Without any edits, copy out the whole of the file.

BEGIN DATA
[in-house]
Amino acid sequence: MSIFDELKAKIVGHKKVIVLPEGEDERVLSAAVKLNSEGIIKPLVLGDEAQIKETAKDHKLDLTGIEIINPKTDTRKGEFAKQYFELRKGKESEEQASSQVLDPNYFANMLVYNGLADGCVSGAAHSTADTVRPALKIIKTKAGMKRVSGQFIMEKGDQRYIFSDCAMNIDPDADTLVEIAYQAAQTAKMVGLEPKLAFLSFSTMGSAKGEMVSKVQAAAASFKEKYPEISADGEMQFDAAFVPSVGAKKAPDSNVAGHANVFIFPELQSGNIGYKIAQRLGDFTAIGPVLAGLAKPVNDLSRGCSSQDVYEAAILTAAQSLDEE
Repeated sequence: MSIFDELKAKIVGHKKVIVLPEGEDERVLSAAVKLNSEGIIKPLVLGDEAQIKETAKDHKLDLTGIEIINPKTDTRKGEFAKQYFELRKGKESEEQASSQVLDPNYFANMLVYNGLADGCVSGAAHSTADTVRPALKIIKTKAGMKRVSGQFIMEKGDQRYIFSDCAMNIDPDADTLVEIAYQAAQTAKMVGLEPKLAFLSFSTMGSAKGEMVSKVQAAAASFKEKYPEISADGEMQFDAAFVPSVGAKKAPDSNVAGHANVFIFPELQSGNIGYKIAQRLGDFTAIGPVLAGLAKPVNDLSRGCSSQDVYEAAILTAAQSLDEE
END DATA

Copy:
[in-house]
Amino acid sequence: MSIFDELKAKIVGHKKVIVLPEGEDERVLSAAVKLNSEGIIKPLVLGDEAQIKETAKDHKLDLTGIEIINPKTDTRKGEFAKQYFELRKGKESEEQASSQVLDPNYFANMLVYNGLADGCVSGAAHSTADTVRPALKIIKTKAGMKRVSGQFIMEKGDQRYIFSDCAMNIDPDADTLVEIAYQAAQTAKMVGLEPKLAFLSFSTMGSAKGEMVSKVQAAAASFKEKYPEISADGEMQFDAAFVPSVGAKKAPDSNVAGHANVFIFPELQSGNIGYKIAQRLGDFTAIGPVLAGLAKPVNDLSRGCSSQDVYEAAILTAAQSLDEE
Repeated sequence: MSIFDELKAKIVGHKKVIVLPEGEDERVLSAAVKLNSEGIIKPLVLGDEAQIKETAKDHKLDLTGIEIINPKTDTRKGEFAKQYFELRKGKESEEQASSQVLDPNYFANMLVYNGLADGCVSGAAHSTADTVRPALKIIKTKAGMKRVSGQFIMEKGDQRYIFSDCAMNIDPDADTLVEIAYQAAQTAKMVGLEPKLAFLSFSTMGSAKGEMVSKVQAAAASFKEKYPEISADGEMQFDAAFVPSVGAKKAPDSNVAGHANVFIFPELQSGNIGYKIAQRLGDFTAIGPVLAGLAKPVNDLSRGCSSQDVYEAAILTAAQSLDEE